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Shrek

The cast of ‘Shrek The Musical’ at Theatre Three. Photo by Brian Hoerger, Theatre Three Productions Inc.

By Michael Tessler

Putting on “Shrek The Musical” is no easy feat. There are countless characters, huge set requirements, fantastical costumes and puppets both small and … dragon-sized. Theatre Three’s bold production of “Shrek” takes these challenges in stride, resulting in a masterful production befitting the scope and size of its Broadway counterpart.

Donkey (Bobby Montaniz) and Shrek (Danny Stalter) in a scene from ‘Shrek The Musical.’ Photo by Brian Hoerger, Theatre Three Productions Inc.
Donkey (Bobby Montaniz) and Shrek (Danny Stalter) in a scene from ‘Shrek The Musical.’ Photo by Brian Hoerger, Theatre Three Productions Inc.

Jeffrey Sanzel, the show’s director, is deserving of great praise as he takes on the task with his usual grace and theatrical virtuosity. His versatility as a director is to be commended, such range and vision is an unusually rare thing. As a frequent spectator of his work, I’m beyond grateful that he makes every show a thrilling new experience, and his interpretation of “Shrek” is certainly no exception to that rule.

The production is filled with show-stopping numbers (21 of them!) and every song outdoes the previous. From the leads to the ensemble, each cast member delivers a spectacular performance worthy of the show’s Tony-nominated score.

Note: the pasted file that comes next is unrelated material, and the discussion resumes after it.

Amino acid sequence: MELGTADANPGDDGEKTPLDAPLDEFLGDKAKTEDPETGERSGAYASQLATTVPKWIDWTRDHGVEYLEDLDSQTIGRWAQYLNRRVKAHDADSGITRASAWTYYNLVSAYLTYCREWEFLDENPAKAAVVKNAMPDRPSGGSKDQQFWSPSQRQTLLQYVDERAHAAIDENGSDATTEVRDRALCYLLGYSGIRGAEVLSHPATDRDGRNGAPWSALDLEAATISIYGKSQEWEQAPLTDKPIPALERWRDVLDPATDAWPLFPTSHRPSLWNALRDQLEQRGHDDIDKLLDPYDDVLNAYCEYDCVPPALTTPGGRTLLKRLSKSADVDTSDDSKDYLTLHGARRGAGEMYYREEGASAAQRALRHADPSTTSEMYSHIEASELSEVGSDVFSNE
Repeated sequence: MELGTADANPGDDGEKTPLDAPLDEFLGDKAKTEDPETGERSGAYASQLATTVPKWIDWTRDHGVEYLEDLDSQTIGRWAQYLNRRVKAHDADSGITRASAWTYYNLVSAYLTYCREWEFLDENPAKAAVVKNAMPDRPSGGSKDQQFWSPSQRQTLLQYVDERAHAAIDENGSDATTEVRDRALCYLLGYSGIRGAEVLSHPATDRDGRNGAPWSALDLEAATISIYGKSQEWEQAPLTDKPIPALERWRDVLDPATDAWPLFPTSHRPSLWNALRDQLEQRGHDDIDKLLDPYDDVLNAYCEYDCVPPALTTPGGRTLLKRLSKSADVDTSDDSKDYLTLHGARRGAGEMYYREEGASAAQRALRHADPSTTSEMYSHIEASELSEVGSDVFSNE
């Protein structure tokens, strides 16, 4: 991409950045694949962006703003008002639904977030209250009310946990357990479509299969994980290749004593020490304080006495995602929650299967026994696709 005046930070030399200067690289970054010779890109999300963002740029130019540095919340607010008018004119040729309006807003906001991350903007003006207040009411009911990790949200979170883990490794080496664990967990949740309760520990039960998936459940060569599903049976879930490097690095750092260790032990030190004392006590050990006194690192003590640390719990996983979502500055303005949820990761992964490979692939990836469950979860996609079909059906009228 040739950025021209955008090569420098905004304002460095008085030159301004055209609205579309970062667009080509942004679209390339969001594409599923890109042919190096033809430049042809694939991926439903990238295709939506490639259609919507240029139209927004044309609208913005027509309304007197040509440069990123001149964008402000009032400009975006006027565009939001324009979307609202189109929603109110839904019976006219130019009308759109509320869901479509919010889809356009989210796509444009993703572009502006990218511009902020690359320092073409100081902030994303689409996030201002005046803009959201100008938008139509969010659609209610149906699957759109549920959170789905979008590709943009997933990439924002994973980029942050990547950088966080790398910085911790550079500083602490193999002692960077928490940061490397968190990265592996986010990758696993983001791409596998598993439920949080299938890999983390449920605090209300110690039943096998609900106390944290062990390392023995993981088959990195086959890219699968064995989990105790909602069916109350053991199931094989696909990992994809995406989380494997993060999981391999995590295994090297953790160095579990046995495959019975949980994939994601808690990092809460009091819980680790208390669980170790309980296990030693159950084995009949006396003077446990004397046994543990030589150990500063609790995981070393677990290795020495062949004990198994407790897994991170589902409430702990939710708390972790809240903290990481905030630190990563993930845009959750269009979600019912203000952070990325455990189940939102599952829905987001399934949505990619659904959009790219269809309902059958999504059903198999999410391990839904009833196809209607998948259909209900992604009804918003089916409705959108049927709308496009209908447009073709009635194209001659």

One of my directors growing up would often remind me that a successful show lets people “leave their brains at the door”  — it’s an escape from reality, and even the slightest mistake can upend that magical facade. This is why this production of “Shrek” was so uniquely satisfying. There was not a moment when I wasn’t fully swept up by the show’s phenomenal cast and harmonies.

Our title character Shrek, played by Theatre Three newcomer Danny Stalter, was an absolute treat. Stalter plays upon the Mike Myers’ legacy but forges his own unique style that is both endearing and hugely rewarding. This dynamic character undergoes development in nearly every scene. This progression is captured beautifully by Stalter whose well-conceived performance only enhances the emotional moments. Shrek, while grotesque and green on the outside, has a beautiful voice that will send chills down your spine more than once.

His partner-in-crime is a jackass, and by that I mean Donkey. Played with sass and master comedic timing by Bobby Montaniz, this hard not to love character steals the show and often! Admittedly his performance of “Make a Move” has been stuck in my head for hours, and I’m not complaining because it’s still making me laugh.

Danny Stalter as Shrek, Jenna Kavaler as Princess Fiona and Bobby Montaniz as Donkey star in ‘Shrek The Musical’ at Theatre Three. Photo by Brian Hoerger, Theatre Three Productions Inc.
Danny Stalter as Shrek, Jenna Kavaler as Princess Fiona and Bobby Montaniz as Donkey star in ‘Shrek The Musical’ at Theatre Three. Photo by Brian Hoerger, Theatre Three Productions Inc.

In theater they say “there are no small roles, just small people,” which bring us to Lord Farquaad, the Lord of Duloc, played to perfection by Matt Senese. This miniature-sized dictator had me laughing so hard, I’m surprised they didn’t kick me out of the theater. Senese makes perfect use of his tiny costume legs, dancing, jumping and kick-lining fearlessly. As if being funny weren’t enough, he also has a voice that is sure to wow!